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Restaurant chefs try their hand at school lunches

A dozen well-known chefs agreed to create and menu a dish with a food cost of $1.25, just as their K-12 counterparts do. Here’s why.
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Photograph: Shutterstock

A dozen well-known restaurant chefs have set out to prove that a meal produced under the cost constraints of the National School Lunch Program can be good enough to merit a place on their celebrated menus—which is exactly where they’ve put the proof.

Each has developed an item with a food cost of $1.25 and added it to their bill of fare for a monthlong run. A portion of sales generated by the limited-time offer will be donated to the Chef Ann Foundation, a nonprofit organization formed by veteran school foodservice director Ann Cooper to help upgrade the quality of what’s served in school lunchrooms.

But the true win of the Real School Food Challenge could be its impact on public perceptions, Cooper says.

“It is absolutely part of the mission to educate the public—getting regular people to understand that school food can be really good, and that it’s really hard to do it,” she tells FoodService Director. “You have to work really hard to do it.” But, she points out, the dishes developed by the 12 participating chefs prove it can be done if an establishment has the right personnel, equipment and messaging to change kids’ eating habits.

“Ideally, we’d spark a national conversation about why good, healthy food is really important,” Cooper says.

In addition to showcasing school-feasible items to the public, the Challenge will also get a platform for its cause at a chefs’ gathering in New York City at the end of October. Five dishes chosen for their scalability, creativity and presentation will be featured at the Brooklyn event, where a jury studded with school foodservice professionals will choose a top dish.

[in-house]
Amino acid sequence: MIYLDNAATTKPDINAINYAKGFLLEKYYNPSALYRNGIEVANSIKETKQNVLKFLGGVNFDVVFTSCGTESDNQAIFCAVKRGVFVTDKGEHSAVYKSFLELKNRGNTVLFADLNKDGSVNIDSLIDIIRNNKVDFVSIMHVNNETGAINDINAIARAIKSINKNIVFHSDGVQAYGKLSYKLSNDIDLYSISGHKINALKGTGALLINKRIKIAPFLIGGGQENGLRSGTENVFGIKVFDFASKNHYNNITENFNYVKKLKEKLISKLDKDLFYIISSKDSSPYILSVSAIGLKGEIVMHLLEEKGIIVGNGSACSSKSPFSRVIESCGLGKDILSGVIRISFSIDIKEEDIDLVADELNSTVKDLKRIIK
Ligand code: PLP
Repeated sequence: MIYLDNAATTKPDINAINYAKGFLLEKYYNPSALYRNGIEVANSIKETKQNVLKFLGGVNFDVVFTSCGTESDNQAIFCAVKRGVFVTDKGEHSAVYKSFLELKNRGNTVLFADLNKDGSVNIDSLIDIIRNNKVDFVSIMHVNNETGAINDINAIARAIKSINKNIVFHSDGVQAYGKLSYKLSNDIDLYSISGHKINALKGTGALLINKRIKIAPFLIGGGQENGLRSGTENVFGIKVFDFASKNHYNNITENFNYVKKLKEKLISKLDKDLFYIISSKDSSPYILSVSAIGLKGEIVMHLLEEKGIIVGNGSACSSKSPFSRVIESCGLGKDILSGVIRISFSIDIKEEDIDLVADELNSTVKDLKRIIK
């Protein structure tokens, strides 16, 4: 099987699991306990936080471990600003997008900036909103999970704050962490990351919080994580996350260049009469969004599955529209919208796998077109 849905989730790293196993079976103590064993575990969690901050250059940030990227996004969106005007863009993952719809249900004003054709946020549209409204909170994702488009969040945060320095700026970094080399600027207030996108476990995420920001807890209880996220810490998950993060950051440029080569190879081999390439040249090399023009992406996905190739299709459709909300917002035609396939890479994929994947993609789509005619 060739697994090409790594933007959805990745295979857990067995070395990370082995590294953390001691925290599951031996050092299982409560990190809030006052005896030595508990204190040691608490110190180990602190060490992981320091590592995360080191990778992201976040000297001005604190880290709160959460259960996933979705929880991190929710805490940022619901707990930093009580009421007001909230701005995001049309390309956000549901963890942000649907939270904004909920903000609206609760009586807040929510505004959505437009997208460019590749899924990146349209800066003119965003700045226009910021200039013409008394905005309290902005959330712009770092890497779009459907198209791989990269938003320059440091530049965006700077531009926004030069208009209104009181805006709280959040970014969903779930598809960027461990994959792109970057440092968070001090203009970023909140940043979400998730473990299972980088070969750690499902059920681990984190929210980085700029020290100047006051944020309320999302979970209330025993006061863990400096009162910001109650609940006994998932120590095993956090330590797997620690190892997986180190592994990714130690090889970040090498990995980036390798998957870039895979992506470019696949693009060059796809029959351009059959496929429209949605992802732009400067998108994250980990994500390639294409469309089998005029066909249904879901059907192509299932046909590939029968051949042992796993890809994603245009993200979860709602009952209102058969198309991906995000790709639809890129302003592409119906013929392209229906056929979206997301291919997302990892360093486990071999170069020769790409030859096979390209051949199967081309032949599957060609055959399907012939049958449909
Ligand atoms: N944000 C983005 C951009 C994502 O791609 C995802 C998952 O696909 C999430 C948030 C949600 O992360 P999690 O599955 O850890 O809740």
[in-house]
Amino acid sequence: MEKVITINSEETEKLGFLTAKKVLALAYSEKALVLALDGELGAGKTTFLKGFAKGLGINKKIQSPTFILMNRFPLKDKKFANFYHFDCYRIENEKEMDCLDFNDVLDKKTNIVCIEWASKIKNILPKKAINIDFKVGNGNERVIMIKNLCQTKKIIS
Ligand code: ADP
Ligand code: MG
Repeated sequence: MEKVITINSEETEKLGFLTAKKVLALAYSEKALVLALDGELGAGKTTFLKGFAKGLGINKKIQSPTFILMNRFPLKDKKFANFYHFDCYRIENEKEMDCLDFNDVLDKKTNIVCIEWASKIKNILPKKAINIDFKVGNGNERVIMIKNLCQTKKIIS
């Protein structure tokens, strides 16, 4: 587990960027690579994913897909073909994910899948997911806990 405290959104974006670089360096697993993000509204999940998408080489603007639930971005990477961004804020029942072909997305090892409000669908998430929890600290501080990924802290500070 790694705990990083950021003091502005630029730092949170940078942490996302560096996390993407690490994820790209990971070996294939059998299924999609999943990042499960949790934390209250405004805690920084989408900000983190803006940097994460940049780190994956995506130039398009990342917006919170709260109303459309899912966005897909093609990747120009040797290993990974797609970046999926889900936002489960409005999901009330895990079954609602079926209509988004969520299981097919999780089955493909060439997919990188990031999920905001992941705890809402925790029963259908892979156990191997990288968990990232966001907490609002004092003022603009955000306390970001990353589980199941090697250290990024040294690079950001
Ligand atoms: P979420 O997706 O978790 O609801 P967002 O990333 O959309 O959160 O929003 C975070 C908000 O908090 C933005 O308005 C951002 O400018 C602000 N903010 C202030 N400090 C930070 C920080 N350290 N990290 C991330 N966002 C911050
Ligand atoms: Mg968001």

This year marks the first national version of the Challenge; in prior years, it was a local endeavor, centered on New Orleans and Boulder, Colo., where Cooper is director of food services for Boulder Valley School District.

The chefs participating in the Challenge include Alon Shaya of Safta in Denver; Daniel Asher, River and Woods, Boulder; Hosea Rosenberg, Santo, Boulder; Charleen Badman, FnB, Scottsdale, Ariz.; Stephen Williams, Bouquet Restaurant, Covington, Ky.; Leonard Hollander, Arbor, Chicago; Erik Bruner-Yang, &pizza, Washington, D.C.;  Toni Elkhouri, Cedars Cafe, Melbourne, Fla.; Gayle Pirie, Foreign Cinema, San Francisco; Mihoko Obunai, Brush, Atlanta; Brandon Rosen, CWC The Restaurant, Cincinnati; and Nathanial Zimet, Boucherie, New Orleans.

“I’m so excited to help figure out how to give all kids in the U.S. the nutritious lunches they deserve,” Shaya, a James Beard Foundation Award winner, said in a statement. “In addition to calling awareness to how we can improve school lunches, it’s also an exhilarating challenge for chefs to create delicious and nutritious meals on a low budget.”

Expanding the Challenge nationally is another step in the Chef Ann Foundation’s push for scratch-made school lunches that still qualify for federal subsidies. The foundation put a $1.25 cap on food costs for its competition because that’s the average expenditure for a lunch under the national program, which provides free or reduced-price lunches to children in need.

Not the least of the related challenges is getting children to eat better food, according to Cooper.

“If you have kids who have been eating high-fat, high-starch and high-salt foods all of their lives, that’s not an easy jump,” she says. And if the kids won’t eat, participation rates fall, a school can lose its subsidies and free or reduced-price lunches can no longer be offered. “Without the reimbursement, we don’t have the money to run the program.”

Cooper says she’s optimistic that school foodservice will continue to embrace scratch cooking and better meals, particularly as 20- and 30-somethings become parents. Diners of those generations have been raised to expect higher-quality fare that’s sustainable, and it’s only logical that they’ll push for the same for their children.

“We’re seeing bottom-up pressure,” she says. “You’re starting to see school districts all across the country make progress.”

The Challenge runs through Oct. 31.

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